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Forest harvest residue (FHR) is an important environmental component, but how do you measure it? The recent surge and interest in renewable energy in the U.S., including wood energy, has brought growing concern about the impact of biomass removal and its impact on biodiversity, water quality and long-term site productivity. This document will describe how to rapidly inventory scattered and piled FHR.
Prism sweep and line intercept methods were compared for accuracy and efficiency to measure woody biomass residues on a recently harvested site in Eastern North Carolina. A 100% tally control on 0.1 acre plots was used to compare volume estimates of tested methods. Estimates of residual volume were accurate and not significantly different. Prism sweeps required an average of three minutes per plot, whereas line intersect samples averaged seventeen minutes per plot. Prism sweeps were accurate and five times more efficient than line intersect samples.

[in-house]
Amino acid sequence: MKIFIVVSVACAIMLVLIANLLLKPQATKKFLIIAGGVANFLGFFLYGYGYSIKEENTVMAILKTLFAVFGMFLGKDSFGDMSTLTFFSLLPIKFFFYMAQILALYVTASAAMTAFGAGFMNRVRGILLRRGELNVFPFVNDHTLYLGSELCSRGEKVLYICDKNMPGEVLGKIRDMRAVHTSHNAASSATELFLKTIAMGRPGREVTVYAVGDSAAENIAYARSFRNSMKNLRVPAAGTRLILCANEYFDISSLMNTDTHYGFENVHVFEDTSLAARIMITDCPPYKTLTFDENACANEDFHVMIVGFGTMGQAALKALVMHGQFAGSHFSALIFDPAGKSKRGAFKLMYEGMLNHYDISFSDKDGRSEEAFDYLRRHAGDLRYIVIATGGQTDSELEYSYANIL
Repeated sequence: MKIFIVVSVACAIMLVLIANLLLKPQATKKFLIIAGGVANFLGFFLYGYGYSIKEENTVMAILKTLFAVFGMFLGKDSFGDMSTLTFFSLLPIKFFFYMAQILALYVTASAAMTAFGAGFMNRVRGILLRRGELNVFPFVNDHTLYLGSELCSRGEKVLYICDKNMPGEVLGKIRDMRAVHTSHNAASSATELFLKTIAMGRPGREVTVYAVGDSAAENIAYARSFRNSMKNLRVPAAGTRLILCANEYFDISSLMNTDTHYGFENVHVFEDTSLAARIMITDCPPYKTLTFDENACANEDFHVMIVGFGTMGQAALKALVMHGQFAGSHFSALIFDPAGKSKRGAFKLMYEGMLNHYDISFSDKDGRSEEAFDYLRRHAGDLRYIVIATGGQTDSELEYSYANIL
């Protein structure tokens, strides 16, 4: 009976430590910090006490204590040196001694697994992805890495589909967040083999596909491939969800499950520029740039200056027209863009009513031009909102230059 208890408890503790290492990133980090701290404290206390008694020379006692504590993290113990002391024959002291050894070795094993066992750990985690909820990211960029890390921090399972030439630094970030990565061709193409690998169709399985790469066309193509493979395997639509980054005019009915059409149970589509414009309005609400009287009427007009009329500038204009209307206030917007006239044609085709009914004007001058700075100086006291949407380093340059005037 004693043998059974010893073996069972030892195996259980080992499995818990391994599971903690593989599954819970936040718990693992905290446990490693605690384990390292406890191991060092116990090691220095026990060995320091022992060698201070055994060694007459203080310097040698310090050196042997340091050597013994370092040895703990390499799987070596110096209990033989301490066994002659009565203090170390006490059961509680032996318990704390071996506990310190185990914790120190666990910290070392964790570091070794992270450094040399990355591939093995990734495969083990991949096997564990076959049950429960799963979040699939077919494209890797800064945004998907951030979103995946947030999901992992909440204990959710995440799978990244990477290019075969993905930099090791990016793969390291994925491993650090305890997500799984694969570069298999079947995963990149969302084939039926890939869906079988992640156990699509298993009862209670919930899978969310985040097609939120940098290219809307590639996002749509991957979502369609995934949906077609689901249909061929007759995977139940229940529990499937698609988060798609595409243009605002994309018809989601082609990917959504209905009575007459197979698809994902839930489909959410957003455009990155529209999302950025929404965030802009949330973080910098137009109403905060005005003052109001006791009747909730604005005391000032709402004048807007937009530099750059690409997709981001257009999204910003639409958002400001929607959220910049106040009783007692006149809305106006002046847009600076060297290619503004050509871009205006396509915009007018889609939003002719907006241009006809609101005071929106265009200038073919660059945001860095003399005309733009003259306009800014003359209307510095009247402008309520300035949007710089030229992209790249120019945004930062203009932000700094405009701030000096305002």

To inform the dialogue on sustainability, the NC State University Extension-Forestry established a sampling study to characterize logger utilization and residual woody biomass across the state. Study sites covered all physiographic regions of North Carolina. On study sites prism sweeps for woody biomass (Bebber and Thomas, 2003) were used to quickly estimate wood residues left after harvesting. Estimated woody biomass residues were compared with scale ticket information from loggers, consultants and timber buyers. Logger utilization was developed using these collected data.